Wine Front-End development

Karl Lattimer karl at
Sat Apr 15 08:46:23 CDT 2006

> When winecfg was originally proposed I wanted to do it in GTK, and whinged
> loudly when Alexandre said it had to be done using Win32 to keep
> dependencies small. I guess his reasoning hasn't changed, so, for GUIs
> you'd have to do it using Win32 and C :(
> Of course if you aren't bothered about it becoming official you can do it
> however you like ...

If this is to become a part of
wine (RE: GTK support for themes), I don't see what the problem with
using GTK is. GTK is available on all distributions that I know of, and
definitely all popular distributions. winetools already uses the legacy
GTK+-1.2, also I see that there are advantages of having a GUI for
installing/uninstalling applications separate from wine and win32
provides certain advantages i.e. providing process management, i.e.
killing wineservers when they hang without reason. The main advantage I
see is that the code is far simpler than writing it in C, of course, I'm
not particularly bothered whether my application gets included in wine
distributions, as long as the AppDB can provide support for the features
I want, if the AppDB integration features are dealt with with respect to
my app, then it is possible that someone else will develop a win32 C
application which uses the same features. 

On the subject of dependencies, if the application is not required by
the wine core then surely dependencies are irrelevant, and the shortest
development path (python gtk, glade imho) should be considered as it
means the application will be available much faster than developing it
in C which could take far longer to develop.

Another advantage of python is that you can also run windows
applications in python (which of course would require the windows python
binary) but if someone wanted to create a Qt or win32 UI for wine doors
then I'd happily support them in this endeavor.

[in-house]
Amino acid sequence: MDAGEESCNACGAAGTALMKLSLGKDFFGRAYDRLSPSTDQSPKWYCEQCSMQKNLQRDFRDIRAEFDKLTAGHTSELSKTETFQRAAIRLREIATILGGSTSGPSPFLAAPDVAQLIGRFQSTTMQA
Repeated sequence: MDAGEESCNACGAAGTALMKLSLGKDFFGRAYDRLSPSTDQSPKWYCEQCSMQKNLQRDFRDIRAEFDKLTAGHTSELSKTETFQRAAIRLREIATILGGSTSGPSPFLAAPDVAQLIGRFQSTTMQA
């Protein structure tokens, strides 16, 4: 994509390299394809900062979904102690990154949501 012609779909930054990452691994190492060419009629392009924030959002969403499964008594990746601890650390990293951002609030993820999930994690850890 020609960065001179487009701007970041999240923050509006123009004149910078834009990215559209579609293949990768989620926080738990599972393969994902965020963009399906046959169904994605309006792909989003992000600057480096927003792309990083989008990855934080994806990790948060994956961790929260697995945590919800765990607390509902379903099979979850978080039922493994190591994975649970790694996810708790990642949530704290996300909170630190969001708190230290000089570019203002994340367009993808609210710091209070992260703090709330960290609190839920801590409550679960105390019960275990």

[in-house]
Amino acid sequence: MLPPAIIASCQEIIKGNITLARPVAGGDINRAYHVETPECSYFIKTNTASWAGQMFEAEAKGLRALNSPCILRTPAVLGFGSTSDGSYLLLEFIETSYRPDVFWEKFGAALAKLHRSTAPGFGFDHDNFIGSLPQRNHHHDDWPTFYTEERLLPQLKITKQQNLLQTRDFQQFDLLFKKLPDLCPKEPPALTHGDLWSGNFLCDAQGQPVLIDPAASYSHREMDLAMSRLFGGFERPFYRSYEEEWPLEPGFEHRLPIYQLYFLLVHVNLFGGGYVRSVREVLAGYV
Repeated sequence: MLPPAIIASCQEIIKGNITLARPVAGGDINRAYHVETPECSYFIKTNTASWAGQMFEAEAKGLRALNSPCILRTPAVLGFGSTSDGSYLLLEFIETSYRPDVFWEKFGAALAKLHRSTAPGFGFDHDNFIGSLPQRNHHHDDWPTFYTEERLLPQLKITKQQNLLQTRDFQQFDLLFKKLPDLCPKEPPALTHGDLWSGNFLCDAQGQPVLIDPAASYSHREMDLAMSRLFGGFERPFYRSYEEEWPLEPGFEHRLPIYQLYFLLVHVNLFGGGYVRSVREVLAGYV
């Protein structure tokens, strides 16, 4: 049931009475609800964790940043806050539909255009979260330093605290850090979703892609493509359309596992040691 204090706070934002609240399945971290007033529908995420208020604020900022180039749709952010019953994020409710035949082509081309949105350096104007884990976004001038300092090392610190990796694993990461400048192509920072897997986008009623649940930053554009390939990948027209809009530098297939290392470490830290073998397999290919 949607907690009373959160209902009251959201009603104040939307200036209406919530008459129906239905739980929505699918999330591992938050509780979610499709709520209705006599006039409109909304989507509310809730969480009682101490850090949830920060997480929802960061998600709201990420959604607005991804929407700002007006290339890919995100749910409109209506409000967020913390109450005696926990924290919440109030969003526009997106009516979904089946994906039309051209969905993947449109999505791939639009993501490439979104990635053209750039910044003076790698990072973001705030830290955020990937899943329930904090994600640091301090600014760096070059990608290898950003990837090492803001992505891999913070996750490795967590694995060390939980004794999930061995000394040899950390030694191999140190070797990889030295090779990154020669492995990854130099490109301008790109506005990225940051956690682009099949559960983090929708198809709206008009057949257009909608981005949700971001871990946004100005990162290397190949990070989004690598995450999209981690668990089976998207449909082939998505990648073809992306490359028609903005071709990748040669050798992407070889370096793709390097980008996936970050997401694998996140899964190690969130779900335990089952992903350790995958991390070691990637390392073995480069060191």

Maybe now we can think more about in general terms what is required for
this kind of user interface, I would like my application to become the
benchmark for this type of tool I have many features already working and
lots of ideas of my own, more community involvement would be appreciated
but at the speed I am writing this I imagine it could be ready for
winetools replacement very soon. 

Your remarks on perl and bash usage seem to me a step backward, perl is
terrible at a hell of a lot of things (I should know, using perl for
many many years and still stabbing myself in the hand when working with
it at times to relieve the pain in my brain), bash is currently used for
winetools and is a nonsense mess of code because quite simply bash
wasn't supposed to do things like that. I employ bash where necessary
and will only use it where appropriate, I believe that over complication
of what is essentially a very simple concept by going down a route of
bad languages and restrictive dependencies inhibits development by
making it difficult for developers to dive in and start work on

If I say it _must_ be written in C win32, perl or bash then immediately
developers will consider the issues, ok perl could do a lot of it easily
but there are some problems in other areas, bash would be a large amount
of work and win32 C would mean lots and lots of code auditing,
re-factoring and bug fixing, probably resulting in a 5 year development
process to get the application to a point where it is in regular use.
These issues may serve to deter a developer from taking on the project
with a view to "I'm not getting my hands on that train wreck".

There is also the subject of desktop integration, I use gnome, lots of
other people do, GTK fits together nicely and would prevent deviation
from the desktop model, if wine is to use GTK all the better, but this
in itself means that the GTK requirement would exist and various other
requirements around this wouldn't be a great issue. With the current
complexity of linux desktops I believe that restricting the language and
dependencies is silly and uncalled for. Maybe Alexandre's views may have
changed this far on?


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